That’s why in bad times, marketers are often laid off before accountants and HR folks who are deemed to be doing more tangible work.

This fiasco also sheds some light on something most people don’t want to talk about  – marketing and PR are intrinsically tied together, though industry professionals try to separate them due to the different materials and approaches used.

A good marketer will understand how to manage the media coverage of such a gimmick, and a good PR guy will understand when such a gimmick is going to drag down the company’s name. But I know in many companies, PR and marketing folks don’t talk to each other very much. I guess it helps my team is so lean, I happen to do both together, so if anything goes wrong, you only need to crucify one bald guy.

Still, kudos to SingPost for doing the right thing and apologising for its mistake. Better to admit you’re wrong than insist it was a spark of brilliance that was misunderstood by the masses.

Next time, hire a better marketing agency and perhaps, better graffiti artists. The artwork on the postboxes was really low quality, I’ve seen better at canals and slums.

11 Replies to “SingPost fiasco: where was the creativity?”

  1. You can’t blame them for trying to think out of the er, postbox.

    They were trying to make some philosophical points, I suppose. Say, the pressure of living in a mail-dominated society etc etc.

    But as I tweeted, Singpost should have followed the letter of the law and gotten a stamp of approval first : )

  2. I’m part amused and part proud that people actually called the police to report that the postboxes were vandalised. It shows how clean Singapore is, in the sense that you don’t expect public property to be vandalised. I’m sure in many many other countries, people won’t even bat an eyelid when they see a fresh piece of vandalism.

    With regard to the marketing effort the vandalism was supposed to be, I guess if the graffiti was better drawn, people might have realised that it was supposed to be an ad… rather than misunderstand that damage was done.

  3. “I’m sure in many many other countries, people won’t even bat an eyelid when they see a fresh piece of vandalism.”

    Dear Ian,

    I am flagging what one of your readers wrote, something which I thought is interesting in its own right.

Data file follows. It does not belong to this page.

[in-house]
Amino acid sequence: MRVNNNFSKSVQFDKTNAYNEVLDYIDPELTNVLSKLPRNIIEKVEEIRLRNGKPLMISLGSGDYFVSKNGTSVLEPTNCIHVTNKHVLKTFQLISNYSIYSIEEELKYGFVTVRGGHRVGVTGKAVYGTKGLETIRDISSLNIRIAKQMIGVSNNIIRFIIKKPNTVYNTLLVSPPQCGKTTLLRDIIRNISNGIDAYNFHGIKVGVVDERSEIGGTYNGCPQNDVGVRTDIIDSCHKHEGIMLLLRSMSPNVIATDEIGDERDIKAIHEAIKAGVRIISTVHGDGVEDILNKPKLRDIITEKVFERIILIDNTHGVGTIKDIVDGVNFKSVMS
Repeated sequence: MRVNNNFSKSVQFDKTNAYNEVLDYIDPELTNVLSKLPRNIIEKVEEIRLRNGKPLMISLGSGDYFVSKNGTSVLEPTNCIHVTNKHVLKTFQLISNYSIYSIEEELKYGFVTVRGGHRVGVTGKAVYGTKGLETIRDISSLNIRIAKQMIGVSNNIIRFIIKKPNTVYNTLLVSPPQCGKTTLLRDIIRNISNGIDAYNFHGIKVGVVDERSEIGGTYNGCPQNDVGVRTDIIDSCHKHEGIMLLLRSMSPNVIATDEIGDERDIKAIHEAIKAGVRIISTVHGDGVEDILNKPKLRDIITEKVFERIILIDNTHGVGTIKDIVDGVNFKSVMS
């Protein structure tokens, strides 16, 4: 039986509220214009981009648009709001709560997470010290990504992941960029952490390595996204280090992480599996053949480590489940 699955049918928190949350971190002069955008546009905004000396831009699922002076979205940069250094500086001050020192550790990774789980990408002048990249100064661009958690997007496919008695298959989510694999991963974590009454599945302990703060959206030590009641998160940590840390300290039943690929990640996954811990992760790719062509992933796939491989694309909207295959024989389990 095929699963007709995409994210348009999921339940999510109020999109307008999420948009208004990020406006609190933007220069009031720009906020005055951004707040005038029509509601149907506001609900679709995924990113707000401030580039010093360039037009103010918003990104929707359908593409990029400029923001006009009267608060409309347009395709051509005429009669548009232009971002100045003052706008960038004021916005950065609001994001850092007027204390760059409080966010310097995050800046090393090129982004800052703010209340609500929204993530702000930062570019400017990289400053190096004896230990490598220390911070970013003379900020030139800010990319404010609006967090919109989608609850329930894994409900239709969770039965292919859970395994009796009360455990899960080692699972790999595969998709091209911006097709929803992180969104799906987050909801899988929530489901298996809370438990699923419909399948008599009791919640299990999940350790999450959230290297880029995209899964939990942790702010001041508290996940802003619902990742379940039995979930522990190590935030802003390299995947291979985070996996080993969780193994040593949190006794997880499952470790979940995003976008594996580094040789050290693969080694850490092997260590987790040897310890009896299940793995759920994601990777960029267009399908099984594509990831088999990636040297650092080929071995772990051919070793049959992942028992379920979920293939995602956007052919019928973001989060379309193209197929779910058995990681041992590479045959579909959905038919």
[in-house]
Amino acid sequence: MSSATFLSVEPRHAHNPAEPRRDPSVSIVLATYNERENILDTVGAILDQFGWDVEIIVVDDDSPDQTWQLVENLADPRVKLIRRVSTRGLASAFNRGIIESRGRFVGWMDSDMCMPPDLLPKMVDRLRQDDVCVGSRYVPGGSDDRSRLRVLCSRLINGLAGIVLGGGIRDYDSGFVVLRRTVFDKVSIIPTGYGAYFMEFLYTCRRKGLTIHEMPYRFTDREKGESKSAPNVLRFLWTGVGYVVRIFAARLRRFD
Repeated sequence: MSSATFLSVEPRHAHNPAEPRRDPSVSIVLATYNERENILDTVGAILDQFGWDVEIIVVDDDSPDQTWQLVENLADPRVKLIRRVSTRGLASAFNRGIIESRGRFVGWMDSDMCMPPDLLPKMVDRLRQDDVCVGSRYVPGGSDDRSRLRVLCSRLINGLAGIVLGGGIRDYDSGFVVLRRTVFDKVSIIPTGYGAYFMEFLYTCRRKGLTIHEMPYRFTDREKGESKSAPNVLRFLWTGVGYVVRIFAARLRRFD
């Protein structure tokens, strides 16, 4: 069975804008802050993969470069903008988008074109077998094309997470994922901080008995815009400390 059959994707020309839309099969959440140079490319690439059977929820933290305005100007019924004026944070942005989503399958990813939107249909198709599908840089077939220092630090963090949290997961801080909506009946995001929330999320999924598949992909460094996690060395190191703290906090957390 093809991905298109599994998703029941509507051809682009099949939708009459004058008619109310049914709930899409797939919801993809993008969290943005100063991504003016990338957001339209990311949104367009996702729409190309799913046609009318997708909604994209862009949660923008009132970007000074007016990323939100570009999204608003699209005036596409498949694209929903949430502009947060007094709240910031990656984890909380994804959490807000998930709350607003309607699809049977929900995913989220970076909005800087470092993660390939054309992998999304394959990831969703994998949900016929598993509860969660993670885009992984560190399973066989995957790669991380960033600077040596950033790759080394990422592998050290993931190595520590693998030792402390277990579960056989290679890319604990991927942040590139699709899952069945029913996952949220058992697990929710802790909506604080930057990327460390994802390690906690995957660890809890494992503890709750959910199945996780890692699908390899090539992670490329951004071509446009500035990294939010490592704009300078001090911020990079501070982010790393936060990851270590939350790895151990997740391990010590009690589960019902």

I live in Ontario, Canada, and it so happens that in my city, vandalism is a crime. Indeed, the police has recently started to devote more resources to fighting this scourge.

    I wonder what Singaporeans make of western liberal democratic societies. The mantra “anything goes” is a misnomer.


  4. Hi SN, I think she was just making a casual remark which applies to some countries (western or eastern)where vandalism is rampant. Not really picking on western countries, IMO.

  5. Dear Ian,

    Oh no, you misunderstood me, or perhaps I should have made myself clearer.

    I was just making this observation: that the preconception giving rise to the remark that societies in the West “won’t even bat an eyelid” when faced with vandalism is interesting.


  6. Hi SN,

    Ian’s right. I wasn’t referring to western countries at all actually. I was thinking about other countries in Asia and appreciating how safe and clean Singapore is. Singaporeans have often been called “sterile” but I think it’s absolutely wonderful to live in a country where the vast majority of folks have more meaningful things to do than to vandalise public property.

  7. Dear UptownGal,

    My bad. I misread your comment. Why, you never did specify the ‘West’.

    It appears that the preconception is all mine.


  8. I suspect that there’s a side of marketing that’s trending towards using loud or flashy but low on creativity and substance, perhaps inspired by hits on Youtube. The other ad by OCBC about the birthday cake is quite dumb also.